By Sunni Heikes-Knapton
Madison Watershed Coordinator
If you ask an average member of the angling community what the threats are to the health of the Madison River fishery, you will get an average set of answers – high temperatures, low flows or sediment.
If you ask an extraordinary member of the angling community the same question, the answer will also include a not-often recognized factor – noxious weeds. Fortunate for our area, the number anglers that would include this in their response just increased significantly, due to the recent Madison River weed-mapping event.
Held on July 27, the first ever event accomplished a tremendous task of mapping infestations of noxious weeds along a 50-mile stretch of river. Volunteers and agency professionals could be seen rowing boats along both sides of the banks, spotting weeds and recording data about the species, level of infestation and exact location.
“This was a tremendous effort from members of our community and individuals from our local agencies,” co-organizer Melissa Griffiths said of the event. “I was really inspired by the number of people who were willing to become educated on a resource issue that many assume only affects our grazing and ag lands.”
As the weed coordinator for the Madison Valley Ranchlands Group Weed Committee, Griffiths has been involved in multiple projects in the Valley.
“Not only did this do a great job of educating members of the public, it also provides a valuable management tool because of the continuity of the mapping- we now have data for the majority of the river that is currently under weed management,” she said.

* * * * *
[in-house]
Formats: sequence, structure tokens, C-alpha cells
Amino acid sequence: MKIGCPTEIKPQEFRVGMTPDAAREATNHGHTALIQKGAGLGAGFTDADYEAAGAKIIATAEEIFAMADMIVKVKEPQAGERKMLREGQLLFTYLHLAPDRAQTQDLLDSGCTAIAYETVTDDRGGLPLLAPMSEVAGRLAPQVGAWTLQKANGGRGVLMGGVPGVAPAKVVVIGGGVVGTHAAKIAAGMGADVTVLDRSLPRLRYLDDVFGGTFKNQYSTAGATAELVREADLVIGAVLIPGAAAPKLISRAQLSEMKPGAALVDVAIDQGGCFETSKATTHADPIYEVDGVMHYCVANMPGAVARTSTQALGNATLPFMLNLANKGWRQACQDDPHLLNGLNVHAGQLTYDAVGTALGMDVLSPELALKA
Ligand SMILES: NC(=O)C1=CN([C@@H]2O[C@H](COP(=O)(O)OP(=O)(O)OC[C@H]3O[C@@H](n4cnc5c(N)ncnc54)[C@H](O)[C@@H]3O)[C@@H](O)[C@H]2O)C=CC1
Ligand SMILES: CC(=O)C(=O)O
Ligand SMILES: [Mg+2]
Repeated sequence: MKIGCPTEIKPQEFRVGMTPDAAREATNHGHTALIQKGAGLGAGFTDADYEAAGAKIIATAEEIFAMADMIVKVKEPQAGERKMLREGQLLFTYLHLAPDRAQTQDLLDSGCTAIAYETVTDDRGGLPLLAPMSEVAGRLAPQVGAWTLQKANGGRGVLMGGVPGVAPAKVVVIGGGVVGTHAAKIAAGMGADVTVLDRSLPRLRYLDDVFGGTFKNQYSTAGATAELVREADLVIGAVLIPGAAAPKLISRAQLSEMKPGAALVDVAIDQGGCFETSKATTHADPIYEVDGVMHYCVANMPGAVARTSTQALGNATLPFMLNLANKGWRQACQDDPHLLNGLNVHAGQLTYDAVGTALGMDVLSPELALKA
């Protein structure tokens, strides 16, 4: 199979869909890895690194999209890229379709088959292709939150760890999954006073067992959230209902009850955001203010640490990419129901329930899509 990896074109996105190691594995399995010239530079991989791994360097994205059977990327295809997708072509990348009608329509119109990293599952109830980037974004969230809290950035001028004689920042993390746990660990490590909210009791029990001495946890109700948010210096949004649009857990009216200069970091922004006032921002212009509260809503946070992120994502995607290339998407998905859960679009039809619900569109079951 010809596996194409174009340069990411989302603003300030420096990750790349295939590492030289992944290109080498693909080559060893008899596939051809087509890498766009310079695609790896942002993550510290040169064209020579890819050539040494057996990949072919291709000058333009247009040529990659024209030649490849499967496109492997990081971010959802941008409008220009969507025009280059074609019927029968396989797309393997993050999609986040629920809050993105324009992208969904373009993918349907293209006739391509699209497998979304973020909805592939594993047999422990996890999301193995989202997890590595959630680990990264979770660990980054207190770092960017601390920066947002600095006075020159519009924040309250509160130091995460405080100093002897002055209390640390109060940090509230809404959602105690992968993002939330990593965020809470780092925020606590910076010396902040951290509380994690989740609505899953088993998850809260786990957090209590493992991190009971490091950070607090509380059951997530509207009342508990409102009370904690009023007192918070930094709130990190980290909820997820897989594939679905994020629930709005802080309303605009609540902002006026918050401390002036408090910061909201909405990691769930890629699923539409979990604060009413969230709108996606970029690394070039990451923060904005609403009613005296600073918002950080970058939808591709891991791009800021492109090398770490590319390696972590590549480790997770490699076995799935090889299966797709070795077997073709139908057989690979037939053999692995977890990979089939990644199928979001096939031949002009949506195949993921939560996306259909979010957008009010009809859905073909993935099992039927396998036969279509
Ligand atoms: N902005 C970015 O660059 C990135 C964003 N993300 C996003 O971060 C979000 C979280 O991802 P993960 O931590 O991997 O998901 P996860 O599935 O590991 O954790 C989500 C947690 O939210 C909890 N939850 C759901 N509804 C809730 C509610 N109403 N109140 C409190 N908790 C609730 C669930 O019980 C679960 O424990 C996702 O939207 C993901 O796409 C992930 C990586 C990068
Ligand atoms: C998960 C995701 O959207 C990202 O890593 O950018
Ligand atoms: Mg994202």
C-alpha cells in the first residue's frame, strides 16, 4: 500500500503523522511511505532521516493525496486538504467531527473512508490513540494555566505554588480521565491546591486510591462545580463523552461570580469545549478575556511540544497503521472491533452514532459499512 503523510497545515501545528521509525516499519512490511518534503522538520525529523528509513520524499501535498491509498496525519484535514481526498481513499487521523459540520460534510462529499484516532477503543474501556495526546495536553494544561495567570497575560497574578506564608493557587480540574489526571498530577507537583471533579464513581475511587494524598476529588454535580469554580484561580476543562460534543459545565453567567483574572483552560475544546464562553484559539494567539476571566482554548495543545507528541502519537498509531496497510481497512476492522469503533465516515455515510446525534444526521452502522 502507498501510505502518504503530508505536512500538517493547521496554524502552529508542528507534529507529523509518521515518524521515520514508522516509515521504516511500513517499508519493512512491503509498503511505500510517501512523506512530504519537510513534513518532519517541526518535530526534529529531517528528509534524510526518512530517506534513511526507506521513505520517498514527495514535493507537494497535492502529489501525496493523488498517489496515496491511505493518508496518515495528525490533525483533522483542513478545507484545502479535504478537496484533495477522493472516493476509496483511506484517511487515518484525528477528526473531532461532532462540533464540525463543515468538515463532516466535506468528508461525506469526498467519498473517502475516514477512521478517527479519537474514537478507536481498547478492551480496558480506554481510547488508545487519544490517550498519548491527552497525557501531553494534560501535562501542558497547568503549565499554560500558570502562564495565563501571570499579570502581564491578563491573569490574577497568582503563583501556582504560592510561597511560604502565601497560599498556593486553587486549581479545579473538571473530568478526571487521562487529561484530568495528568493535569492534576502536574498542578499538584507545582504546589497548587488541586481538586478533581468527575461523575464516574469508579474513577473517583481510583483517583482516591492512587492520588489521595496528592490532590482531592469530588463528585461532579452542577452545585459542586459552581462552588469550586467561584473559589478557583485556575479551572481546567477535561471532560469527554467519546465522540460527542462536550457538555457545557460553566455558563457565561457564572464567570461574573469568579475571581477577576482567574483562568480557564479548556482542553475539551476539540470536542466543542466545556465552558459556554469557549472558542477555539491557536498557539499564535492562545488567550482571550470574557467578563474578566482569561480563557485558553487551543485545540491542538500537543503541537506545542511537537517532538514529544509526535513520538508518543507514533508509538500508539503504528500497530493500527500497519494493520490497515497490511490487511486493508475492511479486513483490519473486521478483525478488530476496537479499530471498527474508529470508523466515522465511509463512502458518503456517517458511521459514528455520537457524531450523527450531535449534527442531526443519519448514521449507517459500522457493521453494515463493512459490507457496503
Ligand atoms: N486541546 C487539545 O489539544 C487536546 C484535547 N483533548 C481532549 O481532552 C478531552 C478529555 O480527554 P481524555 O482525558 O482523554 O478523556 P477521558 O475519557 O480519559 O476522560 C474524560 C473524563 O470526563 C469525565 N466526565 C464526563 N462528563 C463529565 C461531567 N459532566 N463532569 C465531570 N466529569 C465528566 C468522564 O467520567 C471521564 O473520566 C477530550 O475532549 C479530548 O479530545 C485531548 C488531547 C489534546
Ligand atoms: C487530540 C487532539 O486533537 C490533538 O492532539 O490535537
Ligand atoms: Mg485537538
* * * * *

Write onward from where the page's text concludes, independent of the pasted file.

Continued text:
As many residents know, managing noxious weed infestations is a constant battle. Populations change with climate conditions and land use, and managers are constantly on guard for new invaders. Yellow toadflax, an infrequent invader to the area, was recorded during the weed-mapping event in an area where it had not previously been seen.
“Now we can give this information to our weed control contractors to make sure the population is eradicated before it has a chance to expand”, Griffiths noted.
Co-organizer Richard Lessner, executive director of the Madison River Foundation, explained clearly the link between the health of the fisheries and the management of noxious weeds.
“Noxious weeds are a threat to the native riparian plant community, which provides many beneficial functions,” Lessner said. “These native populations are a critical habitat for terrestrial insects, which comprise as much as 50 percent of a trout’s total protein intake over the summer months.”
A joint project of community groups and agency managers, the event participant list reads like a “Who’s Who” of conservation-linked entities for our area; Madison River Foundation, Center for Aquatic Nuisance Species, Madison Conservation District, Madison Valley Ranchlands Group Weed Committee, Bureau of Land Management, the U.S. Forest Service, Montana Fish, Wildlife and Parks, Montana State University Extension, Ranchland Resources, and the Madison County Weed Board. The event drew 50 participants and collected nearly a thousand points of data.
The project also provided a glimmer of hope, noted Margie Edsall, Madison County weed coordinator.
“Some of the areas that I recorded data on were real hot spots in previous years, but the populations that I saw today seem to be responding well to the weed control measures taken in those areas,” Edsall said. “We just need to stay on top of it, and having this data will be a great help”.
Organizers all agree with the sentiment, and look forward to making this event an annual part of local noxious weed education and control programs.